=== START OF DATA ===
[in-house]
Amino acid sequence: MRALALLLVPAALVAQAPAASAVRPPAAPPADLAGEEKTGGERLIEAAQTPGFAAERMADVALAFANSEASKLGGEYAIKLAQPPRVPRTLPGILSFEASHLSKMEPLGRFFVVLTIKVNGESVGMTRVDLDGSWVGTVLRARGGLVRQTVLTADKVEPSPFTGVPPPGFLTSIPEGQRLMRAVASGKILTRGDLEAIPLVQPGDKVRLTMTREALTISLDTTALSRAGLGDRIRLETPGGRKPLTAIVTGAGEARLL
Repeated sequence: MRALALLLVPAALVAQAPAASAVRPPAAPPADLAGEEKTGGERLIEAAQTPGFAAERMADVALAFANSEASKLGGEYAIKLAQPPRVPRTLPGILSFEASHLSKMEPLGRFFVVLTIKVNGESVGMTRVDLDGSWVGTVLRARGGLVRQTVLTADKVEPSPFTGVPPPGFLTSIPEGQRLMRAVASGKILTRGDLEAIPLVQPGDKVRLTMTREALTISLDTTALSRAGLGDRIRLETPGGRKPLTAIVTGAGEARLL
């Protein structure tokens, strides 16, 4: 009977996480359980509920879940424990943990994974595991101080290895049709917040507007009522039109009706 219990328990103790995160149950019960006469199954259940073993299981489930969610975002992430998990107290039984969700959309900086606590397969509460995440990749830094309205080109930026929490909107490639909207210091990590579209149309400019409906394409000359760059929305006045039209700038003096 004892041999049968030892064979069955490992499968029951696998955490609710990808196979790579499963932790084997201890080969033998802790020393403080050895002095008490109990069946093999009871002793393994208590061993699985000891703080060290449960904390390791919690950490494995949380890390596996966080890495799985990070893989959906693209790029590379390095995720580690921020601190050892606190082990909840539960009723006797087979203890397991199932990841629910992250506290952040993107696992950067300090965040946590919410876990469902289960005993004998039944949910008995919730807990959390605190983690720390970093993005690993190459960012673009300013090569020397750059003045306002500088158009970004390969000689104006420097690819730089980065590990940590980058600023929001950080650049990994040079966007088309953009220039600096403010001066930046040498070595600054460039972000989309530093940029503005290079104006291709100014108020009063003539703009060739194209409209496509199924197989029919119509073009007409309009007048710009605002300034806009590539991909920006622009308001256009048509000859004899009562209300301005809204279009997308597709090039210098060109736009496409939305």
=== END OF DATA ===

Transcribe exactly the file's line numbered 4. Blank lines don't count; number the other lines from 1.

């Protein structure tokens, strides 16, 4: 009977996480359980509920879940424990943990994974595991101080290895049709917040507007009522039109009706 219990328990103790995160149950019960006469199954259940073993299981489930969610975002992430998990107290039984969700959309900086606590397969509460995440990749830094309205080109930026929490909107490639909207210091990590579209149309400019409906394409000359760059929305006045039209700038003096 004892041999049968030892064979069955490992499968029951696998955490609710990808196979790579499963932790084997201890080969033998802790020393403080050895002095008490109990069946093999009871002793393994208590061993699985000891703080060290449960904390390791919690950490494995949380890390596996966080890495799985990070893989959906693209790029590379390095995720580690921020601190050892606190082990909840539960009723006797087979203890397991199932990841629910992250506290952040993107696992950067300090965040946590919410876990469902289960005993004998039944949910008995919730807990959390605190983690720390970093993005690993190459960012673009300013090569020397750059003045306002500088158009970004390969000689104006420097690819730089980065590990940590980058600023929001950080650049990994040079966007088309953009220039600096403010001066930046040498070595600054460039972000989309530093940029503005290079104006291709100014108020009063003539703009060739194209409209496509199924197989029919119509073009007409309009007048710009605002300034806009590539991909920006622009308001256009048509000859004899009562209300301005809204279009997308597709090039210098060109736009496409939305």